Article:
Restaurants & Bars

Chicago Area

Yoshi's and Zoom (long)

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Yoshi's and Zoom (long)

dickson d | Sep 3, 2003 12:04 AM

Okay, it was a weird holiday weekend - celebrating the anniversary by staying downtown, doing some theater, some food, some entertainment (the Miss Continental competition at the Vic was quite entertaining), trying to stay warm and dry, but I shall not digress lest I be banished to the "Not Food" board! Anyway, a meal report follows this digression, I swear.

Once I got downtown and hit Hot Tix, I realized I wanted a special meal for the anniversary, so I vainly tried to get into Spring (first choice, but even on Labor Day Sunday, forget it - they suggest 2-3 weeks notice for weekends, but weeknights are usually not bad), Blackbird (yes, I know I am flying in the face of some mixed reviews, but it seemed closed anyway), 160 Blue and more, no luck. So I had "settled" on Ixcapuzalco, but sitting in the theater my mind wandered (for the musical was not good, and I am pretty certain I was not the target audience for Menopause, the Musical), and I realized Yoshi's was just a hop away, so on the way to Ixca we stopped in. I will do Ixca later this month in any case.

Got a nice corner table in back at 5p on Sunday, so we could watch the place fill up, which it did. The crowd seemed to lean heavily to regulars, based on greetings from the help and overheard conversations. I guess after 20 some years, that is not a surprise. Yoshi seems to have gone further towards Asian, and more away from French as the years have gone by. The meal started with an Amuse of grated ginger, thin noodles, sliced tomatoes and cucumbers in a light juice of some sort (not sure). Light and fresh. The bread, which they bake there, is a bit different - a rolled dough, chewy with a crisp crust, almost a swedish bread. Slightly buttery. Served with a tomato salsa, almost a chunky gazpacho. No butter or oil served, and we did not ask for any. The theme for the night was going to be light.

My bride chose the gazpacho served in a tomato, and I took a lobster appetizer special, poached, I think, wrapped in rice paper, served in a citrus cream sauce with a cone of thinly sliced radish enclosing a little mixed green salad in the middle. Both presentations were lovely, and the gazpacho and homegrown tomato were very good (I did not taste them and that is the total report I received). The lobster was again very simple, lightly seasoned, and generally not too exciting. Nothing wrong with it, really, but it just seemed blah to me.

Continuing my anniversary extravagance I went with the Kobe Beef carpaccio special for my main course. A Kobe strip, seared on the outside, then thinly sliced and served basically raw. Maybe the lightest touch of soy. Served with grated horseradish (not green wasabi)and a trio of dipping sauces. I have never had Kobe before, and this was exquisite - great by itself, great with just the horseradish, or the bbq sauce, the Ponzu sauce or the citrus/soy (my favorite).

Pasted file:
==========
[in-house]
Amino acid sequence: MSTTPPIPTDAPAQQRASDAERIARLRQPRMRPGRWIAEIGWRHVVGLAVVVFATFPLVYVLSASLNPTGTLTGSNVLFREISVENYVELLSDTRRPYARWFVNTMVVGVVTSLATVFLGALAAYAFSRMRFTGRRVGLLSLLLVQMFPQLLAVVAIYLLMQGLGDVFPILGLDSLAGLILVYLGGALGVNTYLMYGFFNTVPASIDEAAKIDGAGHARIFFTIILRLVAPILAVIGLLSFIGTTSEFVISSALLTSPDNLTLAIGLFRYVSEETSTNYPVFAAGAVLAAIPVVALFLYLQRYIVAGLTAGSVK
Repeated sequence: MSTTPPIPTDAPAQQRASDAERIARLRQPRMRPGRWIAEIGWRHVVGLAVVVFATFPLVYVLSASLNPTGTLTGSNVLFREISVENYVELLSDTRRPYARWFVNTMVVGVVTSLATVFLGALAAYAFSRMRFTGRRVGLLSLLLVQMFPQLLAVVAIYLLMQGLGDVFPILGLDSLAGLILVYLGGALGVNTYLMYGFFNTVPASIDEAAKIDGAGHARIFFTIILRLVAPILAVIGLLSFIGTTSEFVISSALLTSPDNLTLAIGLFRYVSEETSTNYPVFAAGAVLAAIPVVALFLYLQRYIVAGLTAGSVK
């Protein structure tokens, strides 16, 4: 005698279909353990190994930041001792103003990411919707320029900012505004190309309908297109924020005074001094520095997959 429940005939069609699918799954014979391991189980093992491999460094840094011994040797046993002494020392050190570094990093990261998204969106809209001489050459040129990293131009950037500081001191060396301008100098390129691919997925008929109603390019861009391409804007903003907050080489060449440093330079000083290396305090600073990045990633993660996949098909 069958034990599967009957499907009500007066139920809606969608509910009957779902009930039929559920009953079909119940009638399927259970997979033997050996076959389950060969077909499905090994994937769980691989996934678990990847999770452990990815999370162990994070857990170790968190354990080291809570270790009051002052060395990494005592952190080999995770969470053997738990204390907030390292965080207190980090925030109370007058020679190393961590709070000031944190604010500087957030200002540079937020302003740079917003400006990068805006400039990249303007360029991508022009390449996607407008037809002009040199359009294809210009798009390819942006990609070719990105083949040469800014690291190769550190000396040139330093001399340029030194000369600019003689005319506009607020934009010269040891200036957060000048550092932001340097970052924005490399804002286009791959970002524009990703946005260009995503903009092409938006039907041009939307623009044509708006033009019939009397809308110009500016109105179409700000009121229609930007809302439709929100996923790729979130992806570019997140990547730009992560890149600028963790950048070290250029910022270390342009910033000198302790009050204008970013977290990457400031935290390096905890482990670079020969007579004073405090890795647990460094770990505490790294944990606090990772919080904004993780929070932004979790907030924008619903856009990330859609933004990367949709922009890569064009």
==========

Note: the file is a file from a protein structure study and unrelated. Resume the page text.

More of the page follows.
The bride contented herself with a tasty Saffron Pasta with grilled scallops (on a "rosemary brochette") and mussels in a wine/cream/tomato sauce. All the ingredients were good, and done right, but all you really got was the seafood, wine cream and garlic. The Saffron (in the pasta itself) was pretty much lost and for a meal so heavily slanted to simple and pure presentations, this was a surprise. Seemed like some corporate concoction designed to stand out on a menu. But it tasted good, and the bride finished it and was happy.

We ended on the ABC (anything but chocolate) desert plan. I have fallen into this habit of late, based on the conclusion that the chocolate deserts are there to cater to the diners, but the non-chocolate ones are there for the pleasure of the chef. I had the Green Tea Yogurt Mousse with berries, and the bride had the expresso creme brulee. Perfectly executed and flavorful creme brulee. The Mousse was not sweet at all, though the poached rhubarb (not mentioned on the menu) served with it and creating the sauce, added some sweetness. By itself, you got almost a creme fraiche effect (less dense, but very close) with a hint of green tea, more a cleansing desert. With the rhubarb you got the stewed fruit with a touch of cream and tea. Quite lovely. I commend to you the ABC plan (but do not confuse it with the ABC wine plan, which is a foolish overreaction to a fad).

Reasonably priced for what you get, gracious service, pleasant room. You can easily eat there for $40 each before drinks, though my extravagances took us above that. Yoshi still delivers. And it left us ready to continue our gala night with energy. Oh, they sent us home with a little bag of praline-flavored meringues, which were a real treat in the hotel room before bed.

Next day after some aimless wandering, we went to the Zoom Kitchen for lunch. Decent food, good deal. The soups were all good, and the carved sandwiches quite nice. My meatloaf and mashed potatos were not so great (turkey loaf with too sweet tomato chutney and gravy with mostly pepper flavor). We had picked up the 96 year old aunt, and found ourselves once again in a place where we could not hear her. Guess I need to reconnoiter first.

Yoshi's Cafe
3257 N. Halsted St.
773-248-6160

Zoom Kitchen
923 N. Rush St.
312-440-3500

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